AssessmentsSex cord-gonadal stromal tumor
Sex cord-gonadal stromal tumor
USMLE® Step 1 style questions USMLE
A 65-year-old woman comes to the clinic due to pelvic heaviness and discomfort for the past few months. The patient also discloses bloody spotting on her underwear, which has required intermittently changing throughout the day. The patient has had no urinary symptoms or weight loss. She does not smoke or use alcohol or illicit drugs. The patient’s last menstrual cycle was 6 years ago. Her last Pap smear 2 years ago was normal. Vitals are within normal limits. On physical examination, a right-sided adnexal mass is palpated. Pelvic ultrasound shows a thickened endometrial stripe. Endometrial biopsy reveals an early stage, well-differentiated adenocarcinoma. The patient subsequently undergoes excision of the mass. The histopathological analysis is shown below:
Reproduced from: Wikimedia Commons
Which of the following is most likely to be elevated in this patient?
Content Reviewers:Rishi Desai, MD, MPH
The term sex cord refers to an embryonic structures that develops into ovarian follicle cells in a woman.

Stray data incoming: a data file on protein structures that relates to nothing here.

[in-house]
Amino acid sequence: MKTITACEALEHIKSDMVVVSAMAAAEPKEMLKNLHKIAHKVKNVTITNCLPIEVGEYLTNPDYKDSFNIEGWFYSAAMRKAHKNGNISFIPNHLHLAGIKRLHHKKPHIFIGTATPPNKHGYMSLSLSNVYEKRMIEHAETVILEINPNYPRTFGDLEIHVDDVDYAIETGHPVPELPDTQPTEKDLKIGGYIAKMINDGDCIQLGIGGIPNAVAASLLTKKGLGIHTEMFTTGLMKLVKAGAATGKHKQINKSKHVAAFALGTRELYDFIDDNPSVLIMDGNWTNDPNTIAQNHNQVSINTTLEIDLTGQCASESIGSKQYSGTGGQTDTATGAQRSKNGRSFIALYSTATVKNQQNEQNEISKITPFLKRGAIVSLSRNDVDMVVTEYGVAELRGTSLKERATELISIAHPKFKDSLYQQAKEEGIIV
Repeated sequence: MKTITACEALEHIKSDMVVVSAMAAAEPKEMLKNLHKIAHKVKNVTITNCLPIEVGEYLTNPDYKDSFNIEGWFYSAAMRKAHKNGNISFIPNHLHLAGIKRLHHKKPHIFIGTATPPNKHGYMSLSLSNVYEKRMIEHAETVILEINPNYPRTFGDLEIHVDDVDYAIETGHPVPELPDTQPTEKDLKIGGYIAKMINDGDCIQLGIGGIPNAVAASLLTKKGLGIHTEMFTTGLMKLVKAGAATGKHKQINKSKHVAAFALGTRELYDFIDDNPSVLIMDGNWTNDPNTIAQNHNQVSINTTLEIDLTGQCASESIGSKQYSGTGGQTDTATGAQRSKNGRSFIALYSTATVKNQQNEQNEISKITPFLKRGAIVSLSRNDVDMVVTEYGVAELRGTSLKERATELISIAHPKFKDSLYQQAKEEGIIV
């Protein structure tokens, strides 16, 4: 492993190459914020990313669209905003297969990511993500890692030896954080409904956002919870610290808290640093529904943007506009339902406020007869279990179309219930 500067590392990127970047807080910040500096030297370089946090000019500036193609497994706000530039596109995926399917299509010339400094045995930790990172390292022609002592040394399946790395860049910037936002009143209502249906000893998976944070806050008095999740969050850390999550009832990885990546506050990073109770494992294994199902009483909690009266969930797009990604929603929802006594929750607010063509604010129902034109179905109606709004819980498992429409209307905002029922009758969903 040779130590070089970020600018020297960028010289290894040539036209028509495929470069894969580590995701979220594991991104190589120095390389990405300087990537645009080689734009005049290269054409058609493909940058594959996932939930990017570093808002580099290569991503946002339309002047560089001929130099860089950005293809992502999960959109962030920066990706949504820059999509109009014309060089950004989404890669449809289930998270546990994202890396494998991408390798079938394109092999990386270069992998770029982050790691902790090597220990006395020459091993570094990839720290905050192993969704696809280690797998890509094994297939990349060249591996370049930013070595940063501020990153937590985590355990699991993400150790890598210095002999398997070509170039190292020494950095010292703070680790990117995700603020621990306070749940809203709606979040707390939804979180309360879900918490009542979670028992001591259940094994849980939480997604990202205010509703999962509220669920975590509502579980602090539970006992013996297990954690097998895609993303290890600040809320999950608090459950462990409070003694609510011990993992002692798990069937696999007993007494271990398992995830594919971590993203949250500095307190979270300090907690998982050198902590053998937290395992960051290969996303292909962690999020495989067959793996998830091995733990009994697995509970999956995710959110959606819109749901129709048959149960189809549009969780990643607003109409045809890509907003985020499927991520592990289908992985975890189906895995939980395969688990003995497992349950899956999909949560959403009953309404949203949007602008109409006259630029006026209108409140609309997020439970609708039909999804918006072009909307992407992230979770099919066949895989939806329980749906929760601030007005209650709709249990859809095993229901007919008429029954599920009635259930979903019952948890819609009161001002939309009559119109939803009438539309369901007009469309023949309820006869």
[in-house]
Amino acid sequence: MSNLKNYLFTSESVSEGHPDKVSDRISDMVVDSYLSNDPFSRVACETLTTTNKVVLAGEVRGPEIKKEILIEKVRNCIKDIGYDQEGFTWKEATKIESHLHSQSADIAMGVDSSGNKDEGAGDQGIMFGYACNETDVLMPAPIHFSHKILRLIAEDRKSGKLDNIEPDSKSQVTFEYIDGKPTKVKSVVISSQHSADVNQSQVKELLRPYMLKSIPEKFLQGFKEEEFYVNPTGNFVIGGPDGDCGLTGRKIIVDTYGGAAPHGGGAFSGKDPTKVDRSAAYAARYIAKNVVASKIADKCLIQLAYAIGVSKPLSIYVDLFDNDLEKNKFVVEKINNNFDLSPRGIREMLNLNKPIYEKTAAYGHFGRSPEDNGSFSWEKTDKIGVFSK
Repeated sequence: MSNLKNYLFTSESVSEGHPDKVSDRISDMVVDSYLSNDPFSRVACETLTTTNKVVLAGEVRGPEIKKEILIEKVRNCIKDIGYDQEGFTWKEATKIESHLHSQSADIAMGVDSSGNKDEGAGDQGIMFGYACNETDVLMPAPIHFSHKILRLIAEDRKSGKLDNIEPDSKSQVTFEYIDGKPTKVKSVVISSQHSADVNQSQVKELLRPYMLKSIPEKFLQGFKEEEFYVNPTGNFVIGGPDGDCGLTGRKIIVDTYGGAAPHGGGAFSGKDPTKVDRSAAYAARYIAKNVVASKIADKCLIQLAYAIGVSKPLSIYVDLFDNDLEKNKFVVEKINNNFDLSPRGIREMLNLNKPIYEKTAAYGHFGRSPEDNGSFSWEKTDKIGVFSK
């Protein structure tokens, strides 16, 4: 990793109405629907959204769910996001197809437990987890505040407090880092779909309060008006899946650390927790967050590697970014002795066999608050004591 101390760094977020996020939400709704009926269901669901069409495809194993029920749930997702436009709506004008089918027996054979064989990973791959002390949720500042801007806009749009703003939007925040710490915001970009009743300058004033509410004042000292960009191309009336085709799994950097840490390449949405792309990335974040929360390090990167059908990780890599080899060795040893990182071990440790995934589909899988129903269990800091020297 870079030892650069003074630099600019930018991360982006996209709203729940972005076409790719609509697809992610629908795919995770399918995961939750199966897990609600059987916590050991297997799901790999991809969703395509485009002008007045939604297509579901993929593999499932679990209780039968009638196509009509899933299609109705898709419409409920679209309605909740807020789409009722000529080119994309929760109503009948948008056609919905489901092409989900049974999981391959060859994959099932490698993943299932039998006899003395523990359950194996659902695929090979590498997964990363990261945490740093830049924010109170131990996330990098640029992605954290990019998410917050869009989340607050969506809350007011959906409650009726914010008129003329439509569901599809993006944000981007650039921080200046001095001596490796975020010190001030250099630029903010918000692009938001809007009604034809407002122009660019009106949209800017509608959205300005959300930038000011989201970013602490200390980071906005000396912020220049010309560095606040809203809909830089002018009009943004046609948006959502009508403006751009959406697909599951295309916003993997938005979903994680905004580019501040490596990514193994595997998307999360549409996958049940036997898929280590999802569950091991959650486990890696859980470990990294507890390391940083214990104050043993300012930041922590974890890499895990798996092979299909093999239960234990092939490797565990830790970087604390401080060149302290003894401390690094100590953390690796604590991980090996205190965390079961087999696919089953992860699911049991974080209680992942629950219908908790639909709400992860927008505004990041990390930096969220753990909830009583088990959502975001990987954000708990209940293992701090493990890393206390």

Stromal cells are the connective tissue of any organ.
Each ovary has multiple follicles.
Each follicle is made up of an oocyte, which is the immature egg, surrounded by two types of cells - theca cells and granulosa cells.
Granulosa and theca cells work together to support follicle development.
A large increase in estradiol triggers ovulation.
Fibrocytes detect that damage and differentiate into fibroblasts and lay down collagen to help repair the damage.
If any of those cells starts to divide uncontrollably, it can either form a benign tumor which means that it does not invade nearby tissue or spread to other parts of the body, or it can be a malignant tumor which means that it might do both of those things.
Compared with benign tumor cells, malignant tumor cells have key features like not having a clearly defined border or like a slightly less organized nuclei.
The first main type of sex-cord stromal tumor is a granulosa-theca cell tumors are the most common malignant stromal tumors and they’re associated with middle-aged women.
Under the microscope, these tumors classically develop little fluid pockets scattered throughout the tissue that are called Call-Exner bodies.
The second type of tumors, fibromas, are made of fibroblasts and benign tumors.
Under the microscope, they look like thin needle-like strands with elongated nuclei that are bundled together.